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LHC developed snag within 24 hours of startup

LONDON (BNS): The Large Hadron Collider developed a technical glitch within 24 hours of a spectacular start on September 10, the European Organization for Nuclear Research now reveals.

CERN, the organization that built the LHC, confirmed that a transformer that helps cool part of the `Big Bang machine’ had malfunctioned and operations had to be suspended for an entire day.

The organization, however, made this information public after a week on September 18, that too after media reports started emerging.

CERN confirmed time, “has been spent recovering cryogenic conditions after the failure of a power transformer on one of the surface points of the LHC switched off the main compressors of the cryogenics for two sectors of the machine.”

“ The transformer, weighing 30 tonnes and with a rating of 12 MVA, was exchanged over the weekend. During this process, the cryogenics system was put into a standby mode with the two sectors kept at around 4.5 K,” a statement said.

Since the beginning of the week, the cryogenics team, has been busy re-cooling the magnets and preparing for operation with beam, which is currently forecast for today. (September 18). The next stage of the commissioning will be single turn studies using beam one, followed by RF capture and circulating beam in both rings.

The LHC is on course for first collisions in a matter of weeks.

According to CERN , “after a spectacular start on 10 September, the LHC enjoyed a mixed first week of commissioning with beam. To get beams around the ring in both directions on the first day exceeded all expectations, and the success continued through the night, with several hundred orbits being achieved.”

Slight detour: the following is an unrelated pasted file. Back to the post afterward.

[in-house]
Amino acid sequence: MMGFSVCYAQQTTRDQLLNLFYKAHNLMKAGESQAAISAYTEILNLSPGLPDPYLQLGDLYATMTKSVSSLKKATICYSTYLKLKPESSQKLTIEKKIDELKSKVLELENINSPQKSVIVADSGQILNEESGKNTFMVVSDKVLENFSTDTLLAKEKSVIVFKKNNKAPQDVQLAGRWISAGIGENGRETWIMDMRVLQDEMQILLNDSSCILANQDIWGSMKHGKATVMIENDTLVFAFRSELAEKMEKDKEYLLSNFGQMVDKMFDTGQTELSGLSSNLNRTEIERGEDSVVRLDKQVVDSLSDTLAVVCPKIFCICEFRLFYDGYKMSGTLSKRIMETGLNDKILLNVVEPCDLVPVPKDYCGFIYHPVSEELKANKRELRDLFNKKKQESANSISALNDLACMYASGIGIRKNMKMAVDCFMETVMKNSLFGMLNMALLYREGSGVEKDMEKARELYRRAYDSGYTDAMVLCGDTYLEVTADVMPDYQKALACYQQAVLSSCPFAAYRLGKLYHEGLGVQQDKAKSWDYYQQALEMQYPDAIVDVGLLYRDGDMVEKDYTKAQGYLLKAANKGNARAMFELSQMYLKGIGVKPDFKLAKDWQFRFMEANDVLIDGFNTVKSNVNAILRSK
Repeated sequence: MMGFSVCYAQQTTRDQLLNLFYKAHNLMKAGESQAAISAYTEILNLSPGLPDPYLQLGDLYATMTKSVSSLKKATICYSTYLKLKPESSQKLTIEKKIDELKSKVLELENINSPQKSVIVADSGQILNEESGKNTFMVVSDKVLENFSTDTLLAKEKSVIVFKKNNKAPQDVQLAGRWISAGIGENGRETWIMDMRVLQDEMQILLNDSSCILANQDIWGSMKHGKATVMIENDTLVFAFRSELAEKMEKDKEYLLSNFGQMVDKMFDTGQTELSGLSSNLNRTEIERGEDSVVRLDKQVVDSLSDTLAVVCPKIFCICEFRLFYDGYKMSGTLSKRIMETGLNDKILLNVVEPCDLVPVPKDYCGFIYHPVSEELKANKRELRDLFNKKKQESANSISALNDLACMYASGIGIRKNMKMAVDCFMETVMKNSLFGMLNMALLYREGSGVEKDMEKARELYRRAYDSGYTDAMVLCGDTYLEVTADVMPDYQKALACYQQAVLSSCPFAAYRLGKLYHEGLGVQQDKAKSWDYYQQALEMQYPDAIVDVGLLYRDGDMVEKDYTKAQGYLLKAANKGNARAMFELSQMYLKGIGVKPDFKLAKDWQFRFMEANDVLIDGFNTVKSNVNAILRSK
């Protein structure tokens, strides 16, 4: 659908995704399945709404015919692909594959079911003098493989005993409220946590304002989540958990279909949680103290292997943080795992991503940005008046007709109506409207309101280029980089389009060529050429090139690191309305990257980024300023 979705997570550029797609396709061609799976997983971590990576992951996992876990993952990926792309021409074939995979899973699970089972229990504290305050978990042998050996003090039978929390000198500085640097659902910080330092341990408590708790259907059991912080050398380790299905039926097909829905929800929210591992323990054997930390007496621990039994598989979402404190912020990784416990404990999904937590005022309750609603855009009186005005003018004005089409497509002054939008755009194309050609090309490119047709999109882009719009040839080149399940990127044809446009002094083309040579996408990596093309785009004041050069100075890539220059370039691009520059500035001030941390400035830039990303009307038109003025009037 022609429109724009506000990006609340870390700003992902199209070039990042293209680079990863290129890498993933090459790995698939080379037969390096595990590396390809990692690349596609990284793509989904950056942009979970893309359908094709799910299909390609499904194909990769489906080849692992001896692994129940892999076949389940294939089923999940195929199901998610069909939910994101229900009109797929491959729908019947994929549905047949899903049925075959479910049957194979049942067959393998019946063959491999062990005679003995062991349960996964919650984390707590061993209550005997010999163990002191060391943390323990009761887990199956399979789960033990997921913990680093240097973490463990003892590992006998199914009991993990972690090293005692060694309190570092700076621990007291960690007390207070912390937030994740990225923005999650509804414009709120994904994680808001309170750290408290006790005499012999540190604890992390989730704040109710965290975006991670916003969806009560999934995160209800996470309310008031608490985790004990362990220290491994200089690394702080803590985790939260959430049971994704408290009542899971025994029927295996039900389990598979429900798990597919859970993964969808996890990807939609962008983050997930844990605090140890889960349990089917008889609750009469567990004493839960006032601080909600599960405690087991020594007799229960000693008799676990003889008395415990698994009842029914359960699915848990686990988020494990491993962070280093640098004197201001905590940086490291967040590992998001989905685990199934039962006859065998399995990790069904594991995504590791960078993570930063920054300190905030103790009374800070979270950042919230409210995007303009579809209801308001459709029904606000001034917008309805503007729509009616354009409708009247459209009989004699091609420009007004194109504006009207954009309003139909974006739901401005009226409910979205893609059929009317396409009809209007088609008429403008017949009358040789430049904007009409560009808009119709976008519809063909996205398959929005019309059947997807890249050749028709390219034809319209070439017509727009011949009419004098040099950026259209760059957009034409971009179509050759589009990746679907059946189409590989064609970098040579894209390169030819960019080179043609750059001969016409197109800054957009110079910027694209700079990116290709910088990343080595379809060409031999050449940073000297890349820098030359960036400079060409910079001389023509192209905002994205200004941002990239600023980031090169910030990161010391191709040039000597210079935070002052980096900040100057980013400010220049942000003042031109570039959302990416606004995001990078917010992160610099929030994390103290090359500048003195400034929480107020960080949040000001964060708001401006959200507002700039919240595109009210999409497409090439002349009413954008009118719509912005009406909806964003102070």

The next step in the commissioning process is to bring in the radio-frequency (RF) system that keeps the beams bunched, rather than spreading out around the ring, and will eventually accelerate them to 7 TeV. The RF system works by ‘capturing’ the beam, speeding up the slower moving particles and slowing down the faster ones so that the beam remains bunched into fine threads about 11 cm long. Without it, the beam quickly dissipates and cannot be used for physics.

On Thursday night, 11 September, beam two, the anti-clockwise beam, was captured and circulated for over half an hour before being safely extracted from the LHC. The next step is to repeat the process for beam one, and that is set to begin this week.

The LHC is a gigantic scientific instrument near Geneva, where it spans the border between Switzerland and France about 100 m underground. It is a particle accelerator used by physicists to study the smallest known particles – the fundamental building blocks of all things. Its operators believe “it will revolutionise our understanding, from the minuscule world deep within atoms to the vastness of the Universe.”

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